### That Wacky Wells Deal – What the Spread Says

Recs

### 6

On Friday morning Wells Fargo (WFC) and Wachovia (WB) announced that WFC was purchasing WB in a stock transaction at 0.1991 of WFC per WB share. The press frequently reports these deals at the equivalent total or per share price when the deal is announced; you probably saw reports saying WFC was paying $7 per share or $15 billion for WB. It’s important to know that those valuations are based on the price of WFC stock at a given point in time and will fluctuate. This Marketwatch announcement does it right, giving the valuations along with the basis. I haven’t checked, but I’m sure the Yahoo boards are full of posts wondering why WB isn’t trading closer to $7.

A possible problem here is that Citigroup (C) had already agreed to buy parts of WB in an agreement brokered by the FDIC. WFC is buying the entire WB operation. C was only buying the WB banking operations, their deal included FDIC guarantees capping losses on WB assets at $42 billion and C was issuing $12 billion of preferred stock to the FDIC. C is challenging the WFC deal. Since I’m not an expert in corporate law and haven’t seen any of the agreements in the C – WB offer, I can’t comment on the merits of Citi’s challenge. However, the arbitrage spread will give some insight into the odds.

Anytime two different assets represent the same thing, an arbitrage trade is possible. Investopedia defines arbitrage as “… simultaneous purchase and sale of an asset in order to profit from a difference in the price.” In this case, if the deal goes through, WB shares are equivalent to 0.1991 shares of WFC. That ‘if’ is an important qualifier. When the big market players are certain a deal will happen, they will sell one stock and buy the other anytime the spread between the two prices gets far enough apart to make the transaction and holding costs worth it. Regardless of what the markets do, the arb trader has locked in a guaranteed small profit as long as whatever is linking the two assets doesn’t fall apart. In this case, the arbitrage trade is somewhat limited by the short sale ban, however I’m sure the pros have no problem duplicating the trade with options.

Friday’s closing price for WFC, $34.56, values WB at $34.56 x 0.1991 or $6.88 per share. WB closed Friday at $6.21 per share, a discount of 10.8%. A spread that wide indicates the market has doubts about the deal. We have WB prices that included the details of the C offer prior to WFC making its bid and we can use that to come up with an estimate of the odds the market is giving this deal.

The closing prices for WB on 30 Sep – 2 Oct were 3.50, 3.55 and 3.91. I’m going to use the average of those prices, 3.65, as the value of WB if C is successful in challenging the bid. Citi’s offer is $1 a share, but there is some value to AG Edwards and other parts of WB that C isn’t buying. I’ll use the 6.88 based on Friday’s WFC close as the value of WB if the WFC offer goes through as announced on Friday.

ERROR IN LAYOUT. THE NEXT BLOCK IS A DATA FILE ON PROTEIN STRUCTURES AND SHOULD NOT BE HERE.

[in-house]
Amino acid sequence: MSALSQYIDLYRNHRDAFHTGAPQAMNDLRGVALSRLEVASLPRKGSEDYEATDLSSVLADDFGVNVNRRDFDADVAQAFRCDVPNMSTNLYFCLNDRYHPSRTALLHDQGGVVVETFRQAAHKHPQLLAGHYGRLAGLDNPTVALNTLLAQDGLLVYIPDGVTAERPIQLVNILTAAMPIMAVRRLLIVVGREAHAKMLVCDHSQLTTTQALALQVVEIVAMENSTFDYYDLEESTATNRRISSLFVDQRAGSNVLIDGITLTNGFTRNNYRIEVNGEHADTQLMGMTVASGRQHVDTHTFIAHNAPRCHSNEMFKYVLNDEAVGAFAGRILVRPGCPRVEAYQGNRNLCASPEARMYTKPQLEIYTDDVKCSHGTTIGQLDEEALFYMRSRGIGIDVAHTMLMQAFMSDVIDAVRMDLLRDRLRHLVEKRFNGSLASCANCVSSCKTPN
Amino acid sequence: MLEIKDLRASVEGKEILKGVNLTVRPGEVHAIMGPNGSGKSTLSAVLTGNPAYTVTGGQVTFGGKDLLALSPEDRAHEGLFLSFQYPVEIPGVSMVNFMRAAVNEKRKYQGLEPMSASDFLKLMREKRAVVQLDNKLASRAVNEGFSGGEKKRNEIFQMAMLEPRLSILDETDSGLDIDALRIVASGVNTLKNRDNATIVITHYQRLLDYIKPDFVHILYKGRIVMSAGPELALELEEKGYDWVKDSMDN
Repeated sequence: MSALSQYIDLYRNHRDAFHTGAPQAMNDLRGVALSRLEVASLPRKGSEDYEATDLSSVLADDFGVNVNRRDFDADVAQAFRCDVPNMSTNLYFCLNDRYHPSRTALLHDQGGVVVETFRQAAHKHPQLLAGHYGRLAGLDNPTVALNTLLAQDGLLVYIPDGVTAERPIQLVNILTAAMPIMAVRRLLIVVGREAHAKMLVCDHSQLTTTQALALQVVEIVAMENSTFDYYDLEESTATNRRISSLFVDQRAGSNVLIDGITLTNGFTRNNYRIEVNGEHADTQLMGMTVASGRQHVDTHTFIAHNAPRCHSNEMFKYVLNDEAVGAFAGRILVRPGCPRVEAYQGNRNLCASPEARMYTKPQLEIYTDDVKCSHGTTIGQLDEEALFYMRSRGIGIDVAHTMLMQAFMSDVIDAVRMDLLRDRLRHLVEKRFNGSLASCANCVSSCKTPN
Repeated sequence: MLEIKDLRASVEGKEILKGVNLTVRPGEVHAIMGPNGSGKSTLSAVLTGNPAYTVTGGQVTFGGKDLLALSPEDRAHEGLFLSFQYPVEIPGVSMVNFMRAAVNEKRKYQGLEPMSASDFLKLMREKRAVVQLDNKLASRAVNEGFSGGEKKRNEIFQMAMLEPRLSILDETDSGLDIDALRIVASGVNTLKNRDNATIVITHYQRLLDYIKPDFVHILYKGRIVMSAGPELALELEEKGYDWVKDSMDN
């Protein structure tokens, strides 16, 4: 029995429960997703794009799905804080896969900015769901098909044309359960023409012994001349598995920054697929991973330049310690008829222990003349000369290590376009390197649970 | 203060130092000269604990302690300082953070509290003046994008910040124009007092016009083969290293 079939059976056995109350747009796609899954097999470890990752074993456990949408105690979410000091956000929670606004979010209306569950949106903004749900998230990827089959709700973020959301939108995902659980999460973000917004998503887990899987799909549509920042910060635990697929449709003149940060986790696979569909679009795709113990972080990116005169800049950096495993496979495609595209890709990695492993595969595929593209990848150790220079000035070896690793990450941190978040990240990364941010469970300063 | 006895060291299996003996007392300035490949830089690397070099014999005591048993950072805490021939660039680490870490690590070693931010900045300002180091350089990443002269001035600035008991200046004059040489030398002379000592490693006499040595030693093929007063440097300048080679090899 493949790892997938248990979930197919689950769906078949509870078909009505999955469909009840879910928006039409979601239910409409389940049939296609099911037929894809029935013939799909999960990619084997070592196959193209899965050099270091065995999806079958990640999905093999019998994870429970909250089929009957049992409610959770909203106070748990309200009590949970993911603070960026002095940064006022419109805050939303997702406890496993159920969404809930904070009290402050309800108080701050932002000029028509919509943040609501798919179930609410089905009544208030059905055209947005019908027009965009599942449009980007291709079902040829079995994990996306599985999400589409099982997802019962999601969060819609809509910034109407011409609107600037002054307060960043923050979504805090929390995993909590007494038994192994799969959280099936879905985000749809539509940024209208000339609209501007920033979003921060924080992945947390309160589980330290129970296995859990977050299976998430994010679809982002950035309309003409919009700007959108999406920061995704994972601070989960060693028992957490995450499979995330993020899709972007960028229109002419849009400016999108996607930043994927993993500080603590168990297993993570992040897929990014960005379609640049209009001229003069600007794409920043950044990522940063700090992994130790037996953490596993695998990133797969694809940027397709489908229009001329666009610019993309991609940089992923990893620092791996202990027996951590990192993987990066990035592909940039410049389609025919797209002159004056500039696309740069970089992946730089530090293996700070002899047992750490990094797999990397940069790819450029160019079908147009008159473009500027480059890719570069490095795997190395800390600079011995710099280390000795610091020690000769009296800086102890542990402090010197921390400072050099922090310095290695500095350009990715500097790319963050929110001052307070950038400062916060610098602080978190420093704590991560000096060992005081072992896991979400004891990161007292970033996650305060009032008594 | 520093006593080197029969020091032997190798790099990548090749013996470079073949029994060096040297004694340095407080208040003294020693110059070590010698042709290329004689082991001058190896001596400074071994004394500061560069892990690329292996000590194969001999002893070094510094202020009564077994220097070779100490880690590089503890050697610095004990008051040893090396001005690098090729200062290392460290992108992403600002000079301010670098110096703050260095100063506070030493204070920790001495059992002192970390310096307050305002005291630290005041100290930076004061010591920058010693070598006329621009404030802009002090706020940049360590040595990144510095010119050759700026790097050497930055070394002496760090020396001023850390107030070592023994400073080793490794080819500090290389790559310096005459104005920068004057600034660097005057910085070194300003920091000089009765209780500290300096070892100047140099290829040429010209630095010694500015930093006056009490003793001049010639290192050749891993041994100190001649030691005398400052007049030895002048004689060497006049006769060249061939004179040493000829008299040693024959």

In an efficient market, the price of WB would be its expected value based on the probability of various events happening. In this case there are only two likely events, either C buys WB or WFC buys them. Other very remote possibilities include both deals falling apart, a third bidder entering the picture or one of the current bidders upping the price. For this exercise, I’m giving those remote outcomes probabilities of zero. I’m also ignoring dividend payments that might be made between now and the deal closing. Someone making a risk-arb trade would need to factor them in, but their impacts on what I’m doing are in the noise.

Using Friday’s closing price for WB as its expected value and the assumptions stated above, the following equation would hold:

3.65 * Pc + 6.88 * Pw = 6.21

where Pc is the probability Citi’s offer succeeds and Pw is the probability WFC’s offer succeeds.

Since the assumption is one and only one of these two outcomes will occur, Pc + Pw = 1 and we can solve the equation to get a probability. The equation above becomes:

3.65 * (1-Pw) + 6.88 * Pw = 6.21 which reduces to

Pw = (6.21-3.65)/(6.88-3.65) = 79%

That shouldn’t be considered a precise number, several factors like market action over last week, the dividends, trading and carrying costs, etc. would need to be known and included in the math, but the trading tells us the market thinks there’s about an 80% chance the WFC deal will go through.

Individual investors typically can’t trade the huge volumes necessary to play an arbitrage spread. However, someone considering buying WFC should pay attention to the spread and consider buying WB instead. That consideration needs to include the risks of the deal falling apart.

At Friday’s close, buying WB would be equivalent to buying WFC at a 10% discount if WFC's deal goes through. For example, the price of 100 shares of WFC would have purchased 555 shares of WB at Friday’s close with a few bucks left over. Assuming the deal closes, the 555 shares of WB would convert to 110 shares of WFC plus a little cash. Of course, if C wins, the 555 shares of WB would only be worth about half the purchase price.

None of this should be considered a recommendation to buy or sell any of these securities. I am long WFC at the time of posting.

## 1 Comments – Post Your Own

#1)On October 20, 2008 at 5:55 PM,Magicaldad (< 20)wrote:Thank you for that top-notch analysis and explanation.

"In this case, the arbitrage trade is somewhat limited by the short sale ban, however I’m sure the pros have no problem duplicating the trade with options."

Prior to the ban, I was planning to short 100 WFC and buy WB: some risk but one I could have handled, worth 8-11 "free" shares of WFC depending on inefficiencies at the time of trade. (Merger arbitrage has given me almost 100 shares of MSFT over the years). Not sure the risk of a naked call write is one I want to make though, even if "covered" by a call buy on WB....